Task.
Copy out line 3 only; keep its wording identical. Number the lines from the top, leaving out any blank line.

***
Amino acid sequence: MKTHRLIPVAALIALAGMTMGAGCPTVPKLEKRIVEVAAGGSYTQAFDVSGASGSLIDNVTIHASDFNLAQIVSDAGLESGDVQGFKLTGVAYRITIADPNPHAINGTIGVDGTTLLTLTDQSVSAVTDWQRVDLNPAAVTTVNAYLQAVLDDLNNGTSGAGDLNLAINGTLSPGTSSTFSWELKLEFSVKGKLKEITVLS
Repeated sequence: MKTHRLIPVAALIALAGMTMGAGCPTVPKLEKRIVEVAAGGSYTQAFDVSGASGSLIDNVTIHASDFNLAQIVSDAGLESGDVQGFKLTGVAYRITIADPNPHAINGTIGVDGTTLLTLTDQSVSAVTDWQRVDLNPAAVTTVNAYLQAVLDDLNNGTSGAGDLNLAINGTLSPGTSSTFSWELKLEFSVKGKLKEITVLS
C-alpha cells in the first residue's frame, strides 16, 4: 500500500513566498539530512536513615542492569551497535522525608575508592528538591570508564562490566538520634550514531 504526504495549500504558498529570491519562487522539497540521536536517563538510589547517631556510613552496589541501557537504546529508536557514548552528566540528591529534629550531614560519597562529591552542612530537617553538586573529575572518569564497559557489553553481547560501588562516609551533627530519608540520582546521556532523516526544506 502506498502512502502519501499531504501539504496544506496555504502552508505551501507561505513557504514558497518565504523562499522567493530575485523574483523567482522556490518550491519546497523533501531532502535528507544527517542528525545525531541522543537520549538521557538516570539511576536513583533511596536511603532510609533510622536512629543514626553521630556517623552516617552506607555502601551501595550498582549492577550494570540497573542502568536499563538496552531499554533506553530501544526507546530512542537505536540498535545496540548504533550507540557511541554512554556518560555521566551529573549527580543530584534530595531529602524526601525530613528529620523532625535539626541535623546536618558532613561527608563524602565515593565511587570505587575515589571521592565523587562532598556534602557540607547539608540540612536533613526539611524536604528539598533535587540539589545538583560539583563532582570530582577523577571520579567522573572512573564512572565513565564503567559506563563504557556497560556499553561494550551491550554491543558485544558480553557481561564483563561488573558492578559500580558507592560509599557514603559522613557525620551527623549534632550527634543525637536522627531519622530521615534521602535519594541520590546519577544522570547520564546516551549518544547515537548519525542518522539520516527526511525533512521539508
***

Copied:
C-alpha cells in the first residue's frame, strides 16, 4: 500500500513566498539530512536513615542492569551497535522525608575508592528538591570508564562490566538520634550514531 504526504495549500504558498529570491519562487522539497540521536536517563538510589547517631556510613552496589541501557537504546529508536557514548552528566540528591529534629550531614560519597562529591552542612530537617553538586573529575572518569564497559557489553553481547560501588562516609551533627530519608540520582546521556532523516526544506 502506498502512502502519501499531504501539504496544506496555504502552508505551501507561505513557504514558497518565504523562499522567493530575485523574483523567482522556490518550491519546497523533501531532502535528507544527517542528525545525531541522543537520549538521557538516570539511576536513583533511596536511603532510609533510622536512629543514626553521630556517623552516617552506607555502601551501595550498582549492577550494570540497573542502568536499563538496552531499554533506553530501544526507546530512542537505536540498535545496540548504533550507540557511541554512554556518560555521566551529573549527580543530584534530595531529602524526601525530613528529620523532625535539626541535623546536618558532613561527608563524602565515593565511587570505587575515589571521592565523587562532598556534602557540607547539608540540612536533613526539611524536604528539598533535587540539589545538583560539583563532582570530582577523577571520579567522573572512573564512572565513565564503567559506563563504557556497560556499553561494550551491550554491543558485544558480553557481561564483563561488573558492578559500580558507592560509599557514603559522613557525620551527623549534632550527634543525637536522627531519622530521615534521602535519594541520590546519577544522570547520564546516551549518544547515537548519525542518522539520516527526511525533512521539508